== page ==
Friday, September 14, 2012
Mitt Romney has cleared the 50% mark again in the battleground state of North Carolina despite the presence of the Democratic National Convention there little over a week ago.
The latest Rasmussen Reports telephone survey of Likely North Carolina Voters shows Romney with 51% support to President Obama’s 45%. One percent (1%) likes some other candidate in the race, and three percent (3%) are undecided. (To see survey question wording, click here.)
North Carolina remains Leans Romney in the Rasmussen Reports Electoral College Projections. The two candidates remain close in both the daily Presidential Tracking Poll and daily Swing State tracking.
The race in North Carolina is little changed since August and Romney has consistently held a modest lead in the Tar Heel State all year. In 2008, Obama became the first Democrat since Jimmy Carter in 1976 to carry the state.
Forty percent (40%) of North Carolina voters rate their personal finances as good or excellent, while 16% describe them as poor. Thirty percent (30%) think their finances are getting better, but 39% say they’re getting worse.
Voters nationally consider the economy far and away the number one issue as they go to the polls, and in North Carolina 52% of voters trust Romney more than Obama when it comes to handling the economy. Forty-three percent (43%) trust the president more. That’s comparable to the national average.
When it comes to health care, Romney has a 50% to 47% edge over the president in terms of voter trust. Forty-eight percent (48%) trust the GOP challenger more in the area of national security, while 44% trust Obama more.
Romney has similar modest leads in voter trust in the areas of taxes - 48% to 45% - and energy policy - 47% to 45%.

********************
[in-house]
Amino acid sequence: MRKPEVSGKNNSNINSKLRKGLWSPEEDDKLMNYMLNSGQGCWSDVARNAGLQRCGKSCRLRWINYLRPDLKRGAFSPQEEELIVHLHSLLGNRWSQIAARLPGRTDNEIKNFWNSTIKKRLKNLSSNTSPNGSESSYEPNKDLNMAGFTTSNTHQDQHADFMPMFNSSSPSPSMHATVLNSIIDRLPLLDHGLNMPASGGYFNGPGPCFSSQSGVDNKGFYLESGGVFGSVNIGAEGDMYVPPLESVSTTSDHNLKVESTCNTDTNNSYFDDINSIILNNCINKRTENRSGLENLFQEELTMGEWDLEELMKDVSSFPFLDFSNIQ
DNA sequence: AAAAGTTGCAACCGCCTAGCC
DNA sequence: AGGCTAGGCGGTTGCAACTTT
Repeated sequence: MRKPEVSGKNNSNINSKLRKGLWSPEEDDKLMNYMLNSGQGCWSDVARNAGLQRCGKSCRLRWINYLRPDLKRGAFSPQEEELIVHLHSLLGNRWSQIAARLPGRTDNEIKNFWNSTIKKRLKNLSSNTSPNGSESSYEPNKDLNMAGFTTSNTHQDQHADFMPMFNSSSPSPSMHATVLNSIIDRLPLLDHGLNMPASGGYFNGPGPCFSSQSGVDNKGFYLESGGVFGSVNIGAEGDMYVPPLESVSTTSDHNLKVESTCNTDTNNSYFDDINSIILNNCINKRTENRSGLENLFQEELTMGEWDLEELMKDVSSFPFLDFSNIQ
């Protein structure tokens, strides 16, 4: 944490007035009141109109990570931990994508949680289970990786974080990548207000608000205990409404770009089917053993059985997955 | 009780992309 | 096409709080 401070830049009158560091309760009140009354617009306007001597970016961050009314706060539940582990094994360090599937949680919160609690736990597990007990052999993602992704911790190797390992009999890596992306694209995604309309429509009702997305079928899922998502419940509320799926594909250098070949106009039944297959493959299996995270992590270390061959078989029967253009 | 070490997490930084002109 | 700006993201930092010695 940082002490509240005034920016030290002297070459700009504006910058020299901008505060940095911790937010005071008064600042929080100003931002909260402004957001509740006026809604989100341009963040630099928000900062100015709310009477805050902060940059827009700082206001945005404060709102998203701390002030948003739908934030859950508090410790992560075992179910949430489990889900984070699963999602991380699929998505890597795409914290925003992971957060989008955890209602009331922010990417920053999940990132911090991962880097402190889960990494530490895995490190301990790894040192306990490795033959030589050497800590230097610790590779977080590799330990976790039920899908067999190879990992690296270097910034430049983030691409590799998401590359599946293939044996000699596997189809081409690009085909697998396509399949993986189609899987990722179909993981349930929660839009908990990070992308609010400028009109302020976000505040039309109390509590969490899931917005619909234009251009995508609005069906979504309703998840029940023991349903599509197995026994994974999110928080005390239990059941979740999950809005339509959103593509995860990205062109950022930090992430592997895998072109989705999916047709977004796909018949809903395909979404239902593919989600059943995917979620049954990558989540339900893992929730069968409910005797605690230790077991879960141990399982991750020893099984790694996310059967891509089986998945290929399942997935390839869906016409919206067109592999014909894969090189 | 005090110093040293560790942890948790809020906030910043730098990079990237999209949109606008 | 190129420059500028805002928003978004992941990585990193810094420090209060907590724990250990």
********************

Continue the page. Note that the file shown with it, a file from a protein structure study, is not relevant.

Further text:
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The survey of 500 Likely Voters in North Carolina was conducted on September 13, 2012 by Rasmussen Reports. The margin of sampling error is +/- 4.5 percentage points with a 95% level of confidence. Field work for all Rasmussen Reports surveys is conducted by Pulse Opinion Research, LLC. See methodology.
Forty-eight percent (48%) of North Carolina voters now approve of the job the president is doing, while 51% disapprove. This includes 34% who Strongly Approve and 45% who Strongly Disapprove. This is little changed from last month and in line with voter sentiments nationally.
Romney is viewed favorably by 54% and unfavorably by 42%, including 33% with a Very Favorable opinion of him and 26% with a Very Unfavorable one. This marks a slight uptick for Romney form early August.
The Republican leads by 11 points among male voters and is tied with the president among female voters. Most married voters favor Romney, while unmarried voters overwhelmingly prefer Obama.
The president has a four-point advantage among voters under 40, while the majority of older voters supports Romney.
Ninety-three percent (93%) of GOP voters in North Carolina and 15% of Democrats back Romney. Obama has the support of 83% of the state’s Democrats and seven percent (7%) of Republicans. Romney leads by eight points among voters not affiliated with either of the major parties.
In addition to North Carolina, Romney is ahead in Indiana, Montana and North Dakota. The president leads in Connecticut, Michigan, New Hampshire, Nevada, New Mexico and Pennsylvania. The presidential race is a Toss-Up in Colorado, Florida, Iowa, Missouri, Ohio, Virginia and Wisconsin.
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